The Obama administration’s and Europe’s approach to the Ukraine crisis has been comprehensively examined in the Western media. But the Russian perspective has not received as much attention. A valuable new book, Brothers Armed: Military Aspects of the Crisis in Ukraine, which is edited by Colby Howard and Ruslan Pukhov at the Moscow-based Center for Analysis of Strategies and Technologies, helps to fill that gap. It provides a superbly detailed overview of the conflict from leading Russian experts about the Ukraine imbroglio.
It begins with an overview by Vasiliy Kashin, of Soviet leader Nikita Khrushchev’s transfer in 1954 of Crimea from what was then the Russian Federation of Soviet Socialist Republics to the Ukrainian Soviet Socialist Republic. Much of the chapter is spent questioning the legality of the Khrushchev’s decision. Kashin observes, “The question of whether the transfer of Crimea to Ukraine broke any of the Soviet Union’s own laws is . . . a subject of much debate. Let us note, however, that in May 1992, the Supreme Council of the RSFSR gave its own answer to that question by declaring the 1954 decree that made the Crimea part of Ukraine null and void.” He adds, “the transfer of Crimea to Ukraine was met with considerable skepticism among the general public even during the Soviet period.”
The book also describes—in copious detail—the forces that an independent Ukraine inherited from the Soviet Union after it collapsed. Almost every unit is described down to the composition of individual divisions and brigades. These descriptions include the number and types and subtypes of tanks, vehicles and artillery pieces for each unit. Air force and naval units are also minutely analyzed. Another chapter describes the post-Soviet decline of the Ukrainian military. According to Sergey Denisentsev, “It is hard to find any other example in human history of such a strong and capable army of a large state deteriorating so rapidly—and during peacetime no less—and to the extent that it now hardly qualifies as a cohesive armed forces [sic].”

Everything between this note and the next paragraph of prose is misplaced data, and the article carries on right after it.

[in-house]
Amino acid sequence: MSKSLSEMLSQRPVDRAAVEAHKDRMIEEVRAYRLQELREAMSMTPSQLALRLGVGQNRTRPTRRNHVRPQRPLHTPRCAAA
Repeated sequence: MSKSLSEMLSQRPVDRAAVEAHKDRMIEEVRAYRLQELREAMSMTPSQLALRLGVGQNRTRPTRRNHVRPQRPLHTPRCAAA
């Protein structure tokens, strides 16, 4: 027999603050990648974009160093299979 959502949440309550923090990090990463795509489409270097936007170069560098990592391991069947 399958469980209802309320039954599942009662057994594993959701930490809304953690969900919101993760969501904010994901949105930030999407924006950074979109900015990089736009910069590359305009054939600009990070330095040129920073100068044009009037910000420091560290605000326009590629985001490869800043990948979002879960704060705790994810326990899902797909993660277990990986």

The decline of the Russian forces in the aftermath of the Soviet collapse received a good deal of attention. Mikhail Barabanov, who is editor-in-chief of the Moscow Defense Brief, deftly describes the Soviet military system, which was designed to gear up to fight World War III, and the various attempts at reform. Barabanov also does an excellent job of discussing the 2008 Georgian campaign—which was a catalyst for Russian president Vladimir Putin’s insistence on the radical reform of the Russian military. A subsequent chapter titled “Little, Green and Polite” by Alexey Nikolsky describes the creation of Russia’s modern Special Operations Forces (SOF)—which have performed quite successfully in Ukraine. In contrast to GRU Spetsnaz forces whose specialty is deep reconnaissance, he writes, “the focus of SOF is closer to direct action.”
The second half of the book devotes much attention to Russia’s annexation of Crimea. Several authors suggest that Russia’s military reforms since 2008 have been very successful. But Anton Lavrov notes that while Russian forces performed well, reforms are incomplete. According to him, “units involved in the Crimean operation . . . were able to commit only part of their strength; understaffing remains a problem across the Russian Armed Forces. Another problem is the cyclical nature of the Russian conscription system; for much of the time, many units largely consist of untrained conscripts who have only just been drafted.” Barabanov reviews the performance of Ukraine’s forces during the conflict. He suggests that the conflict has reached an impasse in which the “cost-to-benefit ratio seems especially poor for Moscow, since the benefit is in fact nonexistent.”
Overall, the book provides a most impressive overview of both the Russian and Ukrainian militaries. Since Brothers Armed is written from the Russian perspective, Western readers—and especially Ukrainians—may not share its viewpoint or necessarily agree with the arguments put forth in the book. But at the most fundamental level, this work is certainly a treasure trove of information about Russian military forces and the Ukraine conflict. It should be closely read and studied by anyone interested in the crisis in Ukraine.
Dave Majumdar is the defense editor for the National Interest. You can follow him on Twitter: @davemajumdar.
Image: Wikimedia Commons/DenTVInform